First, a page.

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Message From the Pastor - Ken Radant

Here’s something I don’t get to say very often:  Happy February 29!  If there are any folks out there with Feb 29 birthdays, a special “happy birthday!” to you as well, since we don’t get to say that very often. Enjoy being only ¼ as old as the rest of us. 

Tomorrow we flip the calendar to March, and this year that means we’re into the countdown to Easter. I realize that for those who practice the disciplines of Lent, Easter anticipation is already well underway. Still, at least for me, I become more conscious that this very special day is approaching when I see it highlighted every time I look at my calendar.

I find the reminder helpful. It becomes an occasion to reflect on all that Easter means, which allows me to come to the actual day mentally prepared and able to participate even more fully. Perhaps you feel something similar? If so, you might consider spending some time in the next few weeks reading the Easter story in one or more of the Gospels, or perhaps even watching one of the excellent films available on Jesus’ life.

Another pre-Easter exercise I recommend is to read Luke 24:13-35, where we get the story of Jesus walking the road to Emmaus with several disciples. You will remember the story, I’m sure. These individuals had followed Jesus and come to believe He was the Messiah, only to have their hopes dashed at the crucifixion. Journeying down that road, Jesus helped them to understand why these things had to happen, then allowed them to recognize Him as the Risen One—and their thinking about those events changed completely.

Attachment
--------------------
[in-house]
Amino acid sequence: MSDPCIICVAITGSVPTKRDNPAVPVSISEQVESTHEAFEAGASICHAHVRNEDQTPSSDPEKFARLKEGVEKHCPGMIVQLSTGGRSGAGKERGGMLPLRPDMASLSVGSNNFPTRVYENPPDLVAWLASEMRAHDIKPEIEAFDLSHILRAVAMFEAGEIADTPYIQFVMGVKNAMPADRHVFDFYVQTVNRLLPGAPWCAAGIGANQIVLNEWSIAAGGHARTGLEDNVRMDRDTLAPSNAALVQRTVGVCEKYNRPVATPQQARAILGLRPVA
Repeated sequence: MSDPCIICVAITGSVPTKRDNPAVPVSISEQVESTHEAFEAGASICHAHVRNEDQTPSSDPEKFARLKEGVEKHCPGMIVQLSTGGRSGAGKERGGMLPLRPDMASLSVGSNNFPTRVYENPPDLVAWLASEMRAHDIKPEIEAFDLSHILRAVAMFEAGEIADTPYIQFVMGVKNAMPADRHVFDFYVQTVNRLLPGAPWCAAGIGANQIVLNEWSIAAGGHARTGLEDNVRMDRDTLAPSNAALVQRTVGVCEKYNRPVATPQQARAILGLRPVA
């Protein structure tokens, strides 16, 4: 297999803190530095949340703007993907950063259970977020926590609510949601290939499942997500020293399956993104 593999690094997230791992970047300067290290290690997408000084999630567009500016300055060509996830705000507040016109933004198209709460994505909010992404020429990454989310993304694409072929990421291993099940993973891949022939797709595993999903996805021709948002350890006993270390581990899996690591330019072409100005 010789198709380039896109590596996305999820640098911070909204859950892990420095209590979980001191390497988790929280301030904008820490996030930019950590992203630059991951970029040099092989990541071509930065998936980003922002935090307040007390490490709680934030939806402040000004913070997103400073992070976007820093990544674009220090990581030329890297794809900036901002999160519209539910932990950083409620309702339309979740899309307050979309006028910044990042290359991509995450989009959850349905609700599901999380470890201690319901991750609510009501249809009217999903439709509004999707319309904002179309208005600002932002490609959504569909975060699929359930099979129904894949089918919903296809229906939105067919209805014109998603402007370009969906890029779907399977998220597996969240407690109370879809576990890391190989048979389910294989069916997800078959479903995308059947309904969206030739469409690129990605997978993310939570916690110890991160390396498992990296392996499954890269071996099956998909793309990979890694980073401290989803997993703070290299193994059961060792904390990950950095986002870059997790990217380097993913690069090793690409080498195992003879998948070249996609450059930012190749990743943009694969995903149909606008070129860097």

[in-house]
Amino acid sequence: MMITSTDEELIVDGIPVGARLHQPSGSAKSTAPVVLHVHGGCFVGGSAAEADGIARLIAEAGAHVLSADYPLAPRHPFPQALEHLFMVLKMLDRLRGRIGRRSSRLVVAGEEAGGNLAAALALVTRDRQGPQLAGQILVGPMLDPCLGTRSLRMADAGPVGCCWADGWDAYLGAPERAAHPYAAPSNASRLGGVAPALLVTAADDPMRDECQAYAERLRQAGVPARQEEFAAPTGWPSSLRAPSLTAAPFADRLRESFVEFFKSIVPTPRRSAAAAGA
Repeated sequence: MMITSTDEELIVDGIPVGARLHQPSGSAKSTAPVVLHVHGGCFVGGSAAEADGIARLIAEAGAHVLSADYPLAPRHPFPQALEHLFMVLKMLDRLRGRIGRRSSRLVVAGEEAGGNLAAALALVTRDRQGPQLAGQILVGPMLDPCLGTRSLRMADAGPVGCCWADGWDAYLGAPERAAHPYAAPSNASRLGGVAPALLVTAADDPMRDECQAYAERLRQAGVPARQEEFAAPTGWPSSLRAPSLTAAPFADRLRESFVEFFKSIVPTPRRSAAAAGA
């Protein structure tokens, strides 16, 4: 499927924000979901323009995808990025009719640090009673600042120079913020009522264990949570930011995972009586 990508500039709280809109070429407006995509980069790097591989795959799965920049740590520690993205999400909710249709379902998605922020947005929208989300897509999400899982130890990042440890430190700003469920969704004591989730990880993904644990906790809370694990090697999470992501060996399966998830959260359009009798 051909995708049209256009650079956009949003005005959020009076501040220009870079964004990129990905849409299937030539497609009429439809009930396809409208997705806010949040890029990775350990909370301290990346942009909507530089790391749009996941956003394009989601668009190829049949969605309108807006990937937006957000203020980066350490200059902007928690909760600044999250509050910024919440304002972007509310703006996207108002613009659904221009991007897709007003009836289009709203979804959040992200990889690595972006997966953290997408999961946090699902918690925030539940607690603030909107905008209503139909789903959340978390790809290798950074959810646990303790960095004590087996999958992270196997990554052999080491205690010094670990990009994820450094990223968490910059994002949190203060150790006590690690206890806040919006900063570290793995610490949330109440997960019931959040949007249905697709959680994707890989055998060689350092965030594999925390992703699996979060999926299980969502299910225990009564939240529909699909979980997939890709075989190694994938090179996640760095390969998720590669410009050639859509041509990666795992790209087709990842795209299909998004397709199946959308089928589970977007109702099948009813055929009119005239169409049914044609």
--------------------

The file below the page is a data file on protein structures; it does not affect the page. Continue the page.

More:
The point of this exercise is to ask myself: what would it have been like to see Jesus’ death as those disciples did when it first happened before everything became clear? What would I have thought? How would I have felt? And how different does everything become for me once I understand God’s purpose in Jesus’ death and the ultimate result in the resurrection? 

This exercise has 2 huge benefits. First, it helps us to remember what the cross and all our other Easter symbols look like to a person who doesn’t know Christ and who hasn’t been taught about the faith. (To them, the whole thing seems a bit crazy.) That equips us to share and explain more effectively with our neighbors.  Second, by walking down our own mental version of the Emmaus road, we may get a fresh sense of just how wonderful, amazing, and transforming the events of Easter really are.  And that’s certainly worth doing!

Whether or not you find the time for the exercise, we’re going to do something similar over the next 4 Sundays, as our sermons consider the meaning of the cross in light of some important OT teaching. I pray that this, too, will help us to appreciate the wonder of Easter even more as we come up on the big day.

Meanwhile, I hope you have a great day and week. Enjoy your February 29!